I am a practising student of Karate and have been doing so for a long time. I first studied Shotokan for around 7 months when I was a kid and then after a long gap, studied kalaripayattu for 2 years. After another long gap, I studied WTF Taekwondo for a few years and got a first dan black belt. These days, I train in Okinawan Goju ryu.
I moved from Taekwondo which I saw purely as a sport rather than martial art. Both of these contribute to fitness, a sense of self worth, and offer a way to find a circle of like minded friends. However, only the latter provides a genuine way to learn how to fight and provides a vehicle for an almost spiritual change. Those are my motivations for going into martial arts and it’s the reason why I moved away from Taekwondo even after I spent quite a bit of time earning a black belt.
One avenue for this is combat sport oriented martial arts like BJJ and muay thai. However, I like the technicality and softer aspects of Karate and wanted to find a good master to teach me that. I found such a person and over the past few years have been practising Okinawan goju ryu. More on that in a later post.
Karate is traditionally taught by studying basics (kihon) like punches, kicks, blocks. These are combined and stylised into a fixed series of moves called a kata. A kata is usually a series of moves (e.g. block, counter punch, block, counter kick). They are traditionally taught with a breakdown or interpretation (bunkai). A dedicated and thoughtful practitioner will, over time, be able to understand how the various things fit in together and figure out how to make the series of moves practical. As an example, this is the first black belt kata in goju ryu called Seyunchin
The corresponding bunkai is
With a good partner, this is an excellent pedagogical technique and one that has been tested over the years. It also embodies the aphorism “karate ni sente nashi” (there is no first strike in Karate). Almost all kata start with a block or another defensive move and then moves forward to end the fight quickly and efficiently. It also allows constraints inside which one can get creative.
Essentially, you learn the alphabet (kihon), the grammar (kata) and then learn how to apply these to handle real world situations (bunkai). Over time, you develop instincts to move forward by yourself. All good.
But now, comes the question of sports. There are two kinds of karate contests. The first is the kata contest. This is a solo or group performance of a kata. Judges award points based on various criteria like technical skill, athletic performance etc. It’s a visual treat to see high quality kata performance especially at the world level. The first example that comes to mind is Rika Usami performing the kata called Chatanyara Kushanku here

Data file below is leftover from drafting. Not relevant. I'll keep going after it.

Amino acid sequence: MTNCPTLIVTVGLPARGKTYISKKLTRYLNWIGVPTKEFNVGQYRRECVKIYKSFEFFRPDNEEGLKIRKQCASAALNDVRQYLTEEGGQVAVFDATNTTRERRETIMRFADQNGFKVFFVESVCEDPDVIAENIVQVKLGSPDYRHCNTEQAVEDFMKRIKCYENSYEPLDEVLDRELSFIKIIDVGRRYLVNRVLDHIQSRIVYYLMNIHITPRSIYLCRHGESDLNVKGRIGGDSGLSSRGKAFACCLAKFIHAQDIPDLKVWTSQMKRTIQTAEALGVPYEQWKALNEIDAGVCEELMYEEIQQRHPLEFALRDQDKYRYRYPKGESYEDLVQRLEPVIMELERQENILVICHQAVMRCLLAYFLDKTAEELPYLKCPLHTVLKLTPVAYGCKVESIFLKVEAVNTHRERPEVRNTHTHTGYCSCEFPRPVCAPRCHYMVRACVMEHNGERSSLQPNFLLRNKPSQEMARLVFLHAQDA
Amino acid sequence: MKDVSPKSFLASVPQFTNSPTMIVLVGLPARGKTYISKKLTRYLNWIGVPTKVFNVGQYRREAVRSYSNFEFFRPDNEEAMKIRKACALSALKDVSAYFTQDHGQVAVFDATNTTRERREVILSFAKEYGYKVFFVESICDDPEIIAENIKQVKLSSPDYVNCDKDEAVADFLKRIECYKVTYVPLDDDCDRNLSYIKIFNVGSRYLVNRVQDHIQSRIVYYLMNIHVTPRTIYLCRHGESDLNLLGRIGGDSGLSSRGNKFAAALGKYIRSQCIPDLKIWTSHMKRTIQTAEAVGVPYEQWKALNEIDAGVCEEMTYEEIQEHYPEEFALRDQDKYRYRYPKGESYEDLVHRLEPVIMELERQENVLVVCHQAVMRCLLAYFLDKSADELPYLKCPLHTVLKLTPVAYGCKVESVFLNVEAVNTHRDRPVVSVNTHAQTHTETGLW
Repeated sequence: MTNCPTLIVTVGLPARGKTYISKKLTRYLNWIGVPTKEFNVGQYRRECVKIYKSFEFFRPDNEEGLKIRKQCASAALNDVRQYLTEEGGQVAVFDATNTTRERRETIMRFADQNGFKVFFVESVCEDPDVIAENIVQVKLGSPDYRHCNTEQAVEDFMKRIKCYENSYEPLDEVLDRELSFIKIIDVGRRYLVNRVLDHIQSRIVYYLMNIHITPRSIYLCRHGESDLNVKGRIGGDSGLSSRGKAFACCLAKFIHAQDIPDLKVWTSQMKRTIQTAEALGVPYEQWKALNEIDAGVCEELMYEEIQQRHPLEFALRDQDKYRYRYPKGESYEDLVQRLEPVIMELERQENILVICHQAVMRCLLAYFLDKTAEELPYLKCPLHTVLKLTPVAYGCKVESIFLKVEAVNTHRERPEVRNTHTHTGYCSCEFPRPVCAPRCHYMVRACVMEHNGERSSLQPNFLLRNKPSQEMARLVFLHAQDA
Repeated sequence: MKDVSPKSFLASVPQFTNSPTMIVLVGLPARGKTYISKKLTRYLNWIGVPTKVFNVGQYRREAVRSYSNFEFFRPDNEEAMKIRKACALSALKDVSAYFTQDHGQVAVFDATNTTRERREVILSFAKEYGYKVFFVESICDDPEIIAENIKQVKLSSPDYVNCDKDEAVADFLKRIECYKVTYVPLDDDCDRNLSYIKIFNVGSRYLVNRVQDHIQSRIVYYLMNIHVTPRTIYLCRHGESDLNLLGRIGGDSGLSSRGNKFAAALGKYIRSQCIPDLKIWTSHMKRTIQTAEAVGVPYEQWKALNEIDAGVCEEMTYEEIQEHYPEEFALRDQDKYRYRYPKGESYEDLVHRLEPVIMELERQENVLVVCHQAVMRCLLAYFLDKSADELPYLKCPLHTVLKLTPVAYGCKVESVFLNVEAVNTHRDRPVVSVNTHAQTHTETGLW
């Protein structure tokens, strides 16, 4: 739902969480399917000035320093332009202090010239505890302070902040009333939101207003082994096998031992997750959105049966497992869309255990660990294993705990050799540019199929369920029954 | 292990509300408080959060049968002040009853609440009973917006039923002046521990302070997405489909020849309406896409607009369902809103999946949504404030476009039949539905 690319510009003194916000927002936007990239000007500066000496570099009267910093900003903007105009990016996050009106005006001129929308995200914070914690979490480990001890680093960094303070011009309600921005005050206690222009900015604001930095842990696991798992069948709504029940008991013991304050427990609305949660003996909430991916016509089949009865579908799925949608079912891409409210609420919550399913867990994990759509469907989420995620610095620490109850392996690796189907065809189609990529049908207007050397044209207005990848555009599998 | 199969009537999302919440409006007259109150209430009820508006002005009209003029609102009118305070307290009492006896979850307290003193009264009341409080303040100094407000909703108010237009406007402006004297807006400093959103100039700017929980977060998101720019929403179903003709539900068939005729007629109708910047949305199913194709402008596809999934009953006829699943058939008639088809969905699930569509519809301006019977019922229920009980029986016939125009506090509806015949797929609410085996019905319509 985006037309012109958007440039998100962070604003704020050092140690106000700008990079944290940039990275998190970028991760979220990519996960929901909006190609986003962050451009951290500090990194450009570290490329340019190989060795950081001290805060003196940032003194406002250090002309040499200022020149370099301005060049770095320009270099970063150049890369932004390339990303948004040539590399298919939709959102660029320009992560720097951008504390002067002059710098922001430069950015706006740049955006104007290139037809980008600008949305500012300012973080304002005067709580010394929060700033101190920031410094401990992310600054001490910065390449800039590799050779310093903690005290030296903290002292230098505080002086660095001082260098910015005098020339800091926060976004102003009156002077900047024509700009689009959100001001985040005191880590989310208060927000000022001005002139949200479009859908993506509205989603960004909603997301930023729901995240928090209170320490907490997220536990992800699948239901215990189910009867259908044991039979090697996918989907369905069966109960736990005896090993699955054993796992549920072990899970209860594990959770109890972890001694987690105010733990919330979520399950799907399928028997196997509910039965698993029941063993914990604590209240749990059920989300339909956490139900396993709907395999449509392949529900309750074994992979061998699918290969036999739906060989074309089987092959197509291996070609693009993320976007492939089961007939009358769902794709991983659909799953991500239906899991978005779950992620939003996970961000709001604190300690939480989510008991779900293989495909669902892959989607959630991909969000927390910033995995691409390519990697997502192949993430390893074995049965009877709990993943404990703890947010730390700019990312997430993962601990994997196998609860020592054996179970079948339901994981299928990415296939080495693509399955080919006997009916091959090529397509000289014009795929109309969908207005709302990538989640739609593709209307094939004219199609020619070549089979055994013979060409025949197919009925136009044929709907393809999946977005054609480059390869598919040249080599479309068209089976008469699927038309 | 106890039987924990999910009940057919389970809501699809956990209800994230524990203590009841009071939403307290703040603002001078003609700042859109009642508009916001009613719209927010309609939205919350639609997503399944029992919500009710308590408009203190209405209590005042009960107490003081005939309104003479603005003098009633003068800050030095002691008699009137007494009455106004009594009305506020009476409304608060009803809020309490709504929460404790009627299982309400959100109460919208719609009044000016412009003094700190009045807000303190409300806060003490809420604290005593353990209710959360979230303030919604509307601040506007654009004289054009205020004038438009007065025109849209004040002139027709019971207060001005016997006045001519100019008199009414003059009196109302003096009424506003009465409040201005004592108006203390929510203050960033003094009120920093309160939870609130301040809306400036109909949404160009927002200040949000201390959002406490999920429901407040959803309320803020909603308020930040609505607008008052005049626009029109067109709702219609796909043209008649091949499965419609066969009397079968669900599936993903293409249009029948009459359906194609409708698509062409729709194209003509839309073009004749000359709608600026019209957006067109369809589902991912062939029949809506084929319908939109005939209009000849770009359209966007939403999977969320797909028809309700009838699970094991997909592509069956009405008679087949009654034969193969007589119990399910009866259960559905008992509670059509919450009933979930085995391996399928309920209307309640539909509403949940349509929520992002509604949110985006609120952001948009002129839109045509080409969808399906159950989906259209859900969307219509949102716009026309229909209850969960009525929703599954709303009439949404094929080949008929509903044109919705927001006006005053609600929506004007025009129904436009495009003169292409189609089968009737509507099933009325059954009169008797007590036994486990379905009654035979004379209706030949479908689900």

However, thanks to the judging criteria, this is more or less like a dance. If you compare the way in which Higaonna (who’s not a fan of sports competition) above does seyunchin and how a sports contestant does the same kata, the differences become clear. Now, this is not say that the athletes are, in some way, worse than the master. No. My point is that performance kata and kata for teaching techniques are not completely aligned and have diverged quite a bit.
The second is the kumite contest which is a bout or a fight. Sports karate contests are semi contact so you don’t actually hit the opponent. You hold back but if you didn’t, the blow would be fatal and it’s for this that you’re awarded points. This allows a “traditional” sports style timed bout with multiple rounds to be balanced with the idea of karate as a defensive martial art. Opponent attacks, you dodge or block and then counter attack. Referee interrupts, awards you points for your manoeuvre and the first starts again. The fights get extremely technical but if you’re an MMA or a boxing fan, these look rather childish
Now, if you’re looking to study karate as a fighting system, the sports line is not going to serve your purpose. A more traditional approach would be better but unfortunately, most places emphasise the sports angle a lot since that’s what young students are looking for. Older adults who want to get harder gravitate towards muay thai and bjj so karate is left with children who treat it a like a sport and masters who need to satisfy them.
On the overall, I think the seemingly weird kumite that’s part of the contests are an ingenious way of converting traditional karate into a modern sport but there should be no illusion that it’s just a sport with very rigid artificial rules.
As for traditional karate, it’s hard and very demanding. I can’t think of a better way to summarise this than to post a clip here of how a traditional 80 year old master trains.
Train hard and good luck!blog comments powered by Disqus